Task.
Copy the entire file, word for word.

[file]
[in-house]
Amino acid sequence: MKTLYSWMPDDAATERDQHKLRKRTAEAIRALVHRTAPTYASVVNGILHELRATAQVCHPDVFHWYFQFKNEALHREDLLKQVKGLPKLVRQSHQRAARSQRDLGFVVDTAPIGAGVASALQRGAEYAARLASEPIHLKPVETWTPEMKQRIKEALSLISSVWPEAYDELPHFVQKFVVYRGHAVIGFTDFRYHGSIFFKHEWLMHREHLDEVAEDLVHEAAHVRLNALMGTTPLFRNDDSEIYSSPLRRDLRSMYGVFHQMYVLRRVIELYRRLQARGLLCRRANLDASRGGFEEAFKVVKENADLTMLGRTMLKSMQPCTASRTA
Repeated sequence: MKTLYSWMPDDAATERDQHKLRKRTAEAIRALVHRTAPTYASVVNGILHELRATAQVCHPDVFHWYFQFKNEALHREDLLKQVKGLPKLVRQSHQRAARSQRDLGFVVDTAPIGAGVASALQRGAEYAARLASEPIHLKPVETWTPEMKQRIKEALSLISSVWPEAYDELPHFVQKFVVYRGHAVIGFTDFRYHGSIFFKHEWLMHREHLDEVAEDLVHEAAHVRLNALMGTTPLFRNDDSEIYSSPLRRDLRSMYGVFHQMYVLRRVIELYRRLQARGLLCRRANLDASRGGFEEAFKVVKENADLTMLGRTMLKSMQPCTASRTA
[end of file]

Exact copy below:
[in-house]
Amino acid sequence: MKTLYSWMPDDAATERDQHKLRKRTAEAIRALVHRTAPTYASVVNGILHELRATAQVCHPDVFHWYFQFKNEALHREDLLKQVKGLPKLVRQSHQRAARSQRDLGFVVDTAPIGAGVASALQRGAEYAARLASEPIHLKPVETWTPEMKQRIKEALSLISSVWPEAYDELPHFVQKFVVYRGHAVIGFTDFRYHGSIFFKHEWLMHREHLDEVAEDLVHEAAHVRLNALMGTTPLFRNDDSEIYSSPLRRDLRSMYGVFHQMYVLRRVIELYRRLQARGLLCRRANLDASRGGFEEAFKVVKENADLTMLGRTMLKSMQPCTASRTA
Repeated sequence: MKTLYSWMPDDAATERDQHKLRKRTAEAIRALVHRTAPTYASVVNGILHELRATAQVCHPDVFHWYFQFKNEALHREDLLKQVKGLPKLVRQSHQRAARSQRDLGFVVDTAPIGAGVASALQRGAEYAARLASEPIHLKPVETWTPEMKQRIKEALSLISSVWPEAYDELPHFVQKFVVYRGHAVIGFTDFRYHGSIFFKHEWLMHREHLDEVAEDLVHEAAHVRLNALMGTTPLFRNDDSEIYSSPLRRDLRSMYGVFHQMYVLRRVIELYRRLQARGLLCRRANLDASRGGFEEAFKVVKENADLTMLGRTMLKSMQPCTASRTA